Antarctica Week Nine: The Season Winds Down

Antarctic Poles Skiing
Photo: Wen Xu

Many expeditions to the Pole have wrapped up, but those still hauling across the ice enjoyed good weather this week.

Wen Xu

On January 9, almost immediately after last week’s update, Wen Xu arrived at the Pole. The Chinese adventurer had set off from the north side of Berkner Island, aiming to cross the continent via the Pole on route to the Axel Heiberg Glacier.

His wife reports that Xu arrived at the Pole in good shape. He had no significant cold injuries or kit problems and was ready to continue on the second leg of his journey. However, after consulting with Antarctic Logistics & Expeditions (ALE) it became apparent that he was out of time. ALE needed to pick up Xu on January 23, leaving him just two weeks to cover 600km.

His start had been delayed for 12 days by strikes in Chile and then by soft snow on Berkner Island. Reluctantly, he has given up his crossing.

Surprise Speed Record Attempt – Richard Parks

Richard Parks kept his Antarctic plans close to his chest. He only announced his Hercules Inlet to South Pole speed record attempt after more than three weeks on the ice. This was Parks’ second attempt to break Christian Eide’s 24-day mark. Last year, he stayed almost on pace for 12 days before his body broke down and he ended his attempt 14 days in.

Richard Parks at the South Pole. Photo: Richard Parks

This year, he made it to the Pole but once again fell short of breaking the record. However, he did best his own British record by almost a day, setting a new time of 28 days. Parks must have been famished by the finish, because he only took 25 days of supplies and planned to stretch these to 27 days through rationing.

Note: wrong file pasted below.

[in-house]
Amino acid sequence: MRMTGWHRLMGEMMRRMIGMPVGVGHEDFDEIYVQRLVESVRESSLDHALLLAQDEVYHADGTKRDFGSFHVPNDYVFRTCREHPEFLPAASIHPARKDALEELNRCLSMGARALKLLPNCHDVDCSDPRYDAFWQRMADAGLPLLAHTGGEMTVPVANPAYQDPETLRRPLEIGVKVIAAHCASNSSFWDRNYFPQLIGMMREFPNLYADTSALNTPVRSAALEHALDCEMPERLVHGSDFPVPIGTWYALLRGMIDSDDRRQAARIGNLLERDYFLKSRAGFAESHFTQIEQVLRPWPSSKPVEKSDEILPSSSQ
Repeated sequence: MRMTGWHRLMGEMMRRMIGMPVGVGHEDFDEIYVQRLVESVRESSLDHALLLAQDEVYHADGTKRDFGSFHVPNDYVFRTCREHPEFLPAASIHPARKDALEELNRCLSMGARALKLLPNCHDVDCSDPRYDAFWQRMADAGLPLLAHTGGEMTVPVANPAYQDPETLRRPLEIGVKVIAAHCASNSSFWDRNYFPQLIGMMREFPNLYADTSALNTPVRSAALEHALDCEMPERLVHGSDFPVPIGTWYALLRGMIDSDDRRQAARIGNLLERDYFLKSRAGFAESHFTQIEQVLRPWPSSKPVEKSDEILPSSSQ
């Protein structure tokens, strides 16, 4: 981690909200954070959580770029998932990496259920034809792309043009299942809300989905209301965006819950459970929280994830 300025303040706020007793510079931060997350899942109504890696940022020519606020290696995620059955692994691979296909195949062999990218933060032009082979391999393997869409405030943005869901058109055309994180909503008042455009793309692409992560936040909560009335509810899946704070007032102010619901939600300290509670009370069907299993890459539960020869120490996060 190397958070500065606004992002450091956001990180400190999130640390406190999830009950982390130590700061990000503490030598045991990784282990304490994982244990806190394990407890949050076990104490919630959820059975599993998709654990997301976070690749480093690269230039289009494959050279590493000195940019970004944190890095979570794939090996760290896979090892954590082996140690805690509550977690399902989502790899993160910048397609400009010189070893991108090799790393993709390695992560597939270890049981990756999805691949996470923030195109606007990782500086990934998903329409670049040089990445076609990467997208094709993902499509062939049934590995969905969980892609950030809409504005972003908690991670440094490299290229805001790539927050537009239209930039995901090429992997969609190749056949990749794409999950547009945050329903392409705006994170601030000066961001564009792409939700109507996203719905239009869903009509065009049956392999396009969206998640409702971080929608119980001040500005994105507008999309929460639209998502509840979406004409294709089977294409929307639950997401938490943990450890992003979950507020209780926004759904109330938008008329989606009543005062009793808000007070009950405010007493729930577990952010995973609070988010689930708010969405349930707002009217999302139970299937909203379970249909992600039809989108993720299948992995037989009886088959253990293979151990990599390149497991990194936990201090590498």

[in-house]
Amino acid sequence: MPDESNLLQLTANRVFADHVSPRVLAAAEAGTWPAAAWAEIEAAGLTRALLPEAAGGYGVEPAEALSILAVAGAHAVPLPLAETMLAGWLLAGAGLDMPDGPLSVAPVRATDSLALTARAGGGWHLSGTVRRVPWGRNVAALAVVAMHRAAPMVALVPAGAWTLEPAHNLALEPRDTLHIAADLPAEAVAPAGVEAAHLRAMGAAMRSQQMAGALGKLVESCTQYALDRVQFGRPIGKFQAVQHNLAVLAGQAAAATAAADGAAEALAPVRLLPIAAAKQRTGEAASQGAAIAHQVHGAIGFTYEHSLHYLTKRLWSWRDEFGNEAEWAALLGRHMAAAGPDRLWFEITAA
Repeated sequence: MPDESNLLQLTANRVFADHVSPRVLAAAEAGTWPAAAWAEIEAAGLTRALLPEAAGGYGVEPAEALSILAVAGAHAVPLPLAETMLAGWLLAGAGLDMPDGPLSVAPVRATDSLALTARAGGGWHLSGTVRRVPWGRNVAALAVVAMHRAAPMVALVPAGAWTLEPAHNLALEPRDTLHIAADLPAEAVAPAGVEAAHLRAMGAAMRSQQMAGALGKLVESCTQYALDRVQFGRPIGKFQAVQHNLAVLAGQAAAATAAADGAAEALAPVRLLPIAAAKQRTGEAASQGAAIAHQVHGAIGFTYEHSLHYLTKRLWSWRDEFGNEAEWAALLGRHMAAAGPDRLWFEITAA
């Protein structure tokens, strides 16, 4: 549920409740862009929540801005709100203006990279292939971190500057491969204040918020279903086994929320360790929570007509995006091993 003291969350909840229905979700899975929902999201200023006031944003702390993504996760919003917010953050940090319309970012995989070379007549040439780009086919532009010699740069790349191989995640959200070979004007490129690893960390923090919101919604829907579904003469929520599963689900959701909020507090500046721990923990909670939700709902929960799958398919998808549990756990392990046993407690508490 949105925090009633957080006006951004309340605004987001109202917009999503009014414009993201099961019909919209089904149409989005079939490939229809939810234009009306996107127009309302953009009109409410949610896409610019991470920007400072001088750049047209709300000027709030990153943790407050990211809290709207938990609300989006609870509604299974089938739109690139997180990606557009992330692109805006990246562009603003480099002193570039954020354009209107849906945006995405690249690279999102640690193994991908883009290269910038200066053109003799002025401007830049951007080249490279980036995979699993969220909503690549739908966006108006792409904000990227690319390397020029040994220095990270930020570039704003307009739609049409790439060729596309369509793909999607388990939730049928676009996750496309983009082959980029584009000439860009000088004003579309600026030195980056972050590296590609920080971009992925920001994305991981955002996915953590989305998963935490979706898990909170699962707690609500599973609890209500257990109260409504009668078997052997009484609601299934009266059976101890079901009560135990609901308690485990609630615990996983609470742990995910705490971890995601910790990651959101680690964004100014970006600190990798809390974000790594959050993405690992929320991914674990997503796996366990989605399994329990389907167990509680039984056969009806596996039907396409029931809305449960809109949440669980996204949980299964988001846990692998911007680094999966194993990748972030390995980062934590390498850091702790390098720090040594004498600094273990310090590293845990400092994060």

Solos to the South Pole

After just over 58 days of skiing, Mollie Hughes reached the Pole on January 10. She becomes the youngest woman to ski solo to the South Pole but, following a resupply at Thiels Corner, she missed out on her original goal to do so unsupported.

Neil Hunter completed his expedition after 51 days on January 16. Despite a drop in temperature on the polar plateau, he enjoyed a final week of pretty good weather.

Guided Efforts of Note

Robert Swan’s team, minus the man himself, arrived at the Pole on January 14. Johanna Davidsson, Kathinka Gyllenhammar and Kyle O’Donoghue rendezvoused with a last-degree team last week.

Johanna Davidsson, Kathinka Gyllenhammar and Kyle O’Donoghue with the last-degree team. Photo: 2041 Foundation

After 66 days, Jing Feng, Sarah McNair-Landry and Erik Boomer are now just 200km from the Pole of Inaccessibility. They have picked up their final resupply, and if the weather holds, they should be about eight days from completing their journey.

Lucy Reynolds’ guided group crossed into the last degree on January 14. Their latest update puts them 85km from the Pole.

About the Author

Martin Walsh

Martin Walsh

Saigon based freelance writer. Travelling the world one basketball court at a time.

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